There's a built-in equalizer with six settings: default, bass booster, classical, jazz, pop, and rock. We were impressed with the sound quality of the phone's speakers, which offered fuller sound than most smartphones and a pretty decent balance between treble and bass. Even at lower volume levels, there was plenty of boom and, in fact, we found that quality deteriorated at the higher levels. Most of you will probably listen to your music through headphones so it's good news that the N85 is equipped with a standard 3.5mm jack, so you can plug in your pair of earbuds or 'phones. We enjoyed our tunes with a pair of Bose On-Ear Headphones but we also used the included earbuds, as uncomfortable as they were, to try out the FM radio. We were able to tune into local radio stations with no problems and using the Visual Radio application, we were also able to see the song title and artist displayed on the screen, which was awesome.

As we noted in our Nokia N79 review, the Nokia Music Store has not fully launched in the United States and it feels as if company is no rush to get it out there, so we weren't able to purchase and download any songs over the air like our friends across the pond.

We were able to check out Nokia's N-Gage gaming service and downloaded several titles, including Tetris, Brain Challenge, FIFA 08, and System Rush Evolution. With the purchase of the N85, you get an activation code that will allow you to download the full version of one game for free; afterward, you'll have to pay for each title, but you can download a free trial to test before making the full commitment to buy. The N-Gage platform isn't just a place where you can buy games, however. There's also a community aspect to it, where you can create a profile, build up points and status, and interact and play with other N-Gage members.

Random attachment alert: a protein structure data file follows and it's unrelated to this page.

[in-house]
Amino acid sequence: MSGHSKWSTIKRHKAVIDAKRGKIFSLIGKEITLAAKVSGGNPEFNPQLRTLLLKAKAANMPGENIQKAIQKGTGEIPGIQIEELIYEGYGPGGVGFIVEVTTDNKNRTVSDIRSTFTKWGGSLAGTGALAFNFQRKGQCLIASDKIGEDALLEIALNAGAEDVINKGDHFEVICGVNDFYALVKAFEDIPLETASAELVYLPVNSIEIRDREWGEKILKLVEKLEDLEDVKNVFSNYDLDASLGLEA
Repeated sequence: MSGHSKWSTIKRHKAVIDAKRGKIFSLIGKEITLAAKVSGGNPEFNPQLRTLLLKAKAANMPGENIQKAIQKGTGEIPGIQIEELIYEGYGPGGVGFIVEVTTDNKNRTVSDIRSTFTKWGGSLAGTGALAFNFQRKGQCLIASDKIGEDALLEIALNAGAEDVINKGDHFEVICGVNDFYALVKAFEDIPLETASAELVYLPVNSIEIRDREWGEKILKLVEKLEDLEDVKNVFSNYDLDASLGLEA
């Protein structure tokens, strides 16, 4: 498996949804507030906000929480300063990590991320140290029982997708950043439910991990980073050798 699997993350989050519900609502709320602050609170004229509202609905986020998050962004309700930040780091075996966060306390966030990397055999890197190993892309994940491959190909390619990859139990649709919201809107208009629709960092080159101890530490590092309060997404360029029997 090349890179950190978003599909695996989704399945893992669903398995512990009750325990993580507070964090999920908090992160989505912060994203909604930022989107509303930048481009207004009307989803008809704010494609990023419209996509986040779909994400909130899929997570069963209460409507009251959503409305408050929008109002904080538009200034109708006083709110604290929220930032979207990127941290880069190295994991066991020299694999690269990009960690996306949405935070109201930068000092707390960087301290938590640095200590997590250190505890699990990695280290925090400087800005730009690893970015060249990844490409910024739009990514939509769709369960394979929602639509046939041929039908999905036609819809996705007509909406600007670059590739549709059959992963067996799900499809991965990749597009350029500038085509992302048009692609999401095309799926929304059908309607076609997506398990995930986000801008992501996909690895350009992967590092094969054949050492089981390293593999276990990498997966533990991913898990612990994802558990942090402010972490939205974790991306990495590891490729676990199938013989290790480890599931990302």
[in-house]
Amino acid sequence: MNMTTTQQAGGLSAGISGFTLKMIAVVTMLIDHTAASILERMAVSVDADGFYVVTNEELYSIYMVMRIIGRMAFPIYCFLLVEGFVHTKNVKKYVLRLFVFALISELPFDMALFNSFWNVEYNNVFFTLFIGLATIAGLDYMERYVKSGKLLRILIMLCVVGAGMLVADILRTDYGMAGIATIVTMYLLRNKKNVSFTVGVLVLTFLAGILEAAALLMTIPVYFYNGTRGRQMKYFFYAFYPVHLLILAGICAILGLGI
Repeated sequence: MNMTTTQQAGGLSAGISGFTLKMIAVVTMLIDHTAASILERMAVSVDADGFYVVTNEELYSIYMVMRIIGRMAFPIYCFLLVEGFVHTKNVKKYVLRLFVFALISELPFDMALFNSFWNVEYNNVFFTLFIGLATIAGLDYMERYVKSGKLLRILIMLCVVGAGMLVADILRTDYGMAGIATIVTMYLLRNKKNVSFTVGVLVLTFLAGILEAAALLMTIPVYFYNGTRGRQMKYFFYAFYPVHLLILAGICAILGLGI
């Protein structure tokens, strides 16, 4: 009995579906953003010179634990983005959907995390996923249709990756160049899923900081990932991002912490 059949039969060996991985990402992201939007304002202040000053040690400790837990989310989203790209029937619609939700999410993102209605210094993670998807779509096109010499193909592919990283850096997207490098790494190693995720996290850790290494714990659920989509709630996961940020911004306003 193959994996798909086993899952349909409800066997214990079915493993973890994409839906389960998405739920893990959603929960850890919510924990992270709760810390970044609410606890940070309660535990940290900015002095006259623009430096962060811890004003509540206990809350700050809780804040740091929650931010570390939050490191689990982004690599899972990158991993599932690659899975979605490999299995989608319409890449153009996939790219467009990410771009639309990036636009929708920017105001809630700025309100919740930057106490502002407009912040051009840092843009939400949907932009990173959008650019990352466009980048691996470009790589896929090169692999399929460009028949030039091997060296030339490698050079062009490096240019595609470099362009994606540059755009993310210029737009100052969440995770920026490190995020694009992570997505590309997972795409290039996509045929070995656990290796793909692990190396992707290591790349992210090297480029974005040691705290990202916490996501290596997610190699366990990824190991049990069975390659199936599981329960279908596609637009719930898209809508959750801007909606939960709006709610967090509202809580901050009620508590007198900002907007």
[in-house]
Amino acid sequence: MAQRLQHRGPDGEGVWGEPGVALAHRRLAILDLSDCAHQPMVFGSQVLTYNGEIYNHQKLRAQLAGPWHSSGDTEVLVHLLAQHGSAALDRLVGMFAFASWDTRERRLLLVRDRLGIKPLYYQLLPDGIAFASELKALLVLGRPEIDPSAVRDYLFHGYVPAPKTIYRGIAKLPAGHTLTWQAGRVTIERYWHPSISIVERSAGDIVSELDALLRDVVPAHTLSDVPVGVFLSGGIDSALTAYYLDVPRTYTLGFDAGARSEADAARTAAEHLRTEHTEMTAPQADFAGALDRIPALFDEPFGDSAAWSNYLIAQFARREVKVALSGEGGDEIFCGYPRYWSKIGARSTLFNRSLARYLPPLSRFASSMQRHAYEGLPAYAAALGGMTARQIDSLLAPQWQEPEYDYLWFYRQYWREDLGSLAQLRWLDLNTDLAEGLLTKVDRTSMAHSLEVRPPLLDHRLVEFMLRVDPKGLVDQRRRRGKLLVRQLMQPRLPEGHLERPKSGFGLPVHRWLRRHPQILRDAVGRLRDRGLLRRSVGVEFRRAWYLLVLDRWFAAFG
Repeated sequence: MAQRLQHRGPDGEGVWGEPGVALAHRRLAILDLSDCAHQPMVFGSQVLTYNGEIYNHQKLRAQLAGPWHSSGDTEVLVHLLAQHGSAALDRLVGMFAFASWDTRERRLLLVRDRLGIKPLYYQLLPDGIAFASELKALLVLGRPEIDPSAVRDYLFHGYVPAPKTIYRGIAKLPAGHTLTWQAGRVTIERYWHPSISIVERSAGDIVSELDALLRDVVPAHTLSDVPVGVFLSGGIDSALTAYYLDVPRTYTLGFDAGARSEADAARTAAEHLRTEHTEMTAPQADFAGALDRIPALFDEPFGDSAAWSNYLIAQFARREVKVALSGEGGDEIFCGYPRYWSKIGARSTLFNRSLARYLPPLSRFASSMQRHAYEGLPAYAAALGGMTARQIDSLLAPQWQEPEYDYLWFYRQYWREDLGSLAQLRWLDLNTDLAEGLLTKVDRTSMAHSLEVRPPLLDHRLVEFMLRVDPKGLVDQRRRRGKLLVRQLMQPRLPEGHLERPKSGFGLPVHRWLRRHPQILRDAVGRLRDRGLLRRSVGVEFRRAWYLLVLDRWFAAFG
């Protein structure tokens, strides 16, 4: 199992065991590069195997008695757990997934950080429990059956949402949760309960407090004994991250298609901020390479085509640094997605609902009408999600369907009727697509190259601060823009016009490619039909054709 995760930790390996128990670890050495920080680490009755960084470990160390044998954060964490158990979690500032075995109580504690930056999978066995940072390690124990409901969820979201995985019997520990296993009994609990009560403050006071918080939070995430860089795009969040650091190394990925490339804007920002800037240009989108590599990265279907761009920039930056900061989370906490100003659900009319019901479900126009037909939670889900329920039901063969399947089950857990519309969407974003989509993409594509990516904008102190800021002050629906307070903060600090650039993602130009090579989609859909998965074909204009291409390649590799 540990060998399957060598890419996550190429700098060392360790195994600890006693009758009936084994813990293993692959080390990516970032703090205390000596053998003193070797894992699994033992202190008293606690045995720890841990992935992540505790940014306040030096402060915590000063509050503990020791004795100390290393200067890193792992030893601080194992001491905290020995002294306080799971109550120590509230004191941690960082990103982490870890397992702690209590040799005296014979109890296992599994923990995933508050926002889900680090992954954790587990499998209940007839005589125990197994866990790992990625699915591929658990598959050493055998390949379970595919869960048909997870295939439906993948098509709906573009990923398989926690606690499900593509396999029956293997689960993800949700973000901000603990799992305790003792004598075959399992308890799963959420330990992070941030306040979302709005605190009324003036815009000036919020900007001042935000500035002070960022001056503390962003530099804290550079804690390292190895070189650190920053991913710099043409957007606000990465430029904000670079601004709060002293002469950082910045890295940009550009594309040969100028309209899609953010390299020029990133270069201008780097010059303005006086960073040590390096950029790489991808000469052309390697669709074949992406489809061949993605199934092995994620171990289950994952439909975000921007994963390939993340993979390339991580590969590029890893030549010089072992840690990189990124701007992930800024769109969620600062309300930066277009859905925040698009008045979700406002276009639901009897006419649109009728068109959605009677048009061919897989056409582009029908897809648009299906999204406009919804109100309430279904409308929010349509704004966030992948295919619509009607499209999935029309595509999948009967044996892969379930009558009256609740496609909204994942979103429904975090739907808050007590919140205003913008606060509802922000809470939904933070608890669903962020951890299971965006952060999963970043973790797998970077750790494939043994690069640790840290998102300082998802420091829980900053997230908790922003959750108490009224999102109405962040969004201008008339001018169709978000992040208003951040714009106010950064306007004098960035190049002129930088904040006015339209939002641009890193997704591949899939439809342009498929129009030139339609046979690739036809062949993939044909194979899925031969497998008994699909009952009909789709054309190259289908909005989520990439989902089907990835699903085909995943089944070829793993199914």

Download and installation of games typically took about a two minutes, and we encountered a couple of network problems when trying to download new games from the phone. Actual game play was decent, considering that we were using a phone. As we played System Rush Evolution, we were impressed at the smooth performance as we navigated a spaceship through various levels of combat. Again, remembering the fact that we were playing on a cell phone, graphics looked sharp, partly due to the N85's OLED display. If anything, we had some difficult with the game control. You use the phone's various navigations buttons for play, which was fine in some cases but not in others. For example, in FIFA 08, we found it somewhat difficult to maneuver the player using the navigation toggle, given the stiffness of the control. Though no replacement for your Sony PSP or Nintendo DS, the N85 is pretty decent stand-in for a handheld gaming device.